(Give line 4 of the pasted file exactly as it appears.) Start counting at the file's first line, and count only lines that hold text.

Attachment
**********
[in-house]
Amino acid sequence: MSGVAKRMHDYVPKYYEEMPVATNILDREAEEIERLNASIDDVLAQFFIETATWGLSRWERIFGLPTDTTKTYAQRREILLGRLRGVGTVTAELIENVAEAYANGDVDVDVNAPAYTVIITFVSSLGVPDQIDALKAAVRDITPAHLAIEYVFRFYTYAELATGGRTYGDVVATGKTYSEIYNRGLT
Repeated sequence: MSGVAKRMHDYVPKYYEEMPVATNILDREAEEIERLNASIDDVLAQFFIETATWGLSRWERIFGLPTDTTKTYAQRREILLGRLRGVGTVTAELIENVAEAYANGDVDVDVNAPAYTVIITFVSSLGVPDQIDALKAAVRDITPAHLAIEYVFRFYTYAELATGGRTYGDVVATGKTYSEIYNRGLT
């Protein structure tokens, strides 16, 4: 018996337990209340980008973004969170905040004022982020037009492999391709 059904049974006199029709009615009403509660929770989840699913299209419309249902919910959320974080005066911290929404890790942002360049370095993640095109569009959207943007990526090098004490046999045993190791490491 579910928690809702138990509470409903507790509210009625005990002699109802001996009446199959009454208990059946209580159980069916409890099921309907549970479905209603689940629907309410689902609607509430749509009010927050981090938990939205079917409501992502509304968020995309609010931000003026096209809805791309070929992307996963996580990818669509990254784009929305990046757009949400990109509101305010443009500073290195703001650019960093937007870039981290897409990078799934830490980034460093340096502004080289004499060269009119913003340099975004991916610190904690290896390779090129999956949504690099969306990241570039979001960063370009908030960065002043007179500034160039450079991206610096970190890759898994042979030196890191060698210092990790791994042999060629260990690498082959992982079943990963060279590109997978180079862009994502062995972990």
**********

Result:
């Protein structure tokens, strides 16, 4: 018996337990209340980008973004969170905040004022982020037009492999391709 059904049974006199029709009615009403509660929770989840699913299209419309249902919910959320974080005066911290929404890790942002360049370095993640095109569009959207943007990526090098004490046999045993190791490491 579910928690809702138990509470409903507790509210009625005990002699109802001996009446199959009454208990059946209580159980069916409890099921309907549970479905209603689940629907309410689902609607509430749509009010927050981090938990939205079917409501992502509304968020995309609010931000003026096209809805791309070929992307996963996580990818669509990254784009929305990046757009949400990109509101305010443009500073290195703001650019960093937007870039981290897409990078799934830490980034460093340096502004080289004499060269009119913003340099975004991916610190904690290896390779090129999956949504690099969306990241570039979001960063370009908030960065002043007179500034160039450079991206610096970190890759898994042979030196890191060698210092990790791994042999060629260990690498082959992982079943990963060279590109997978180079862009994502062995972990």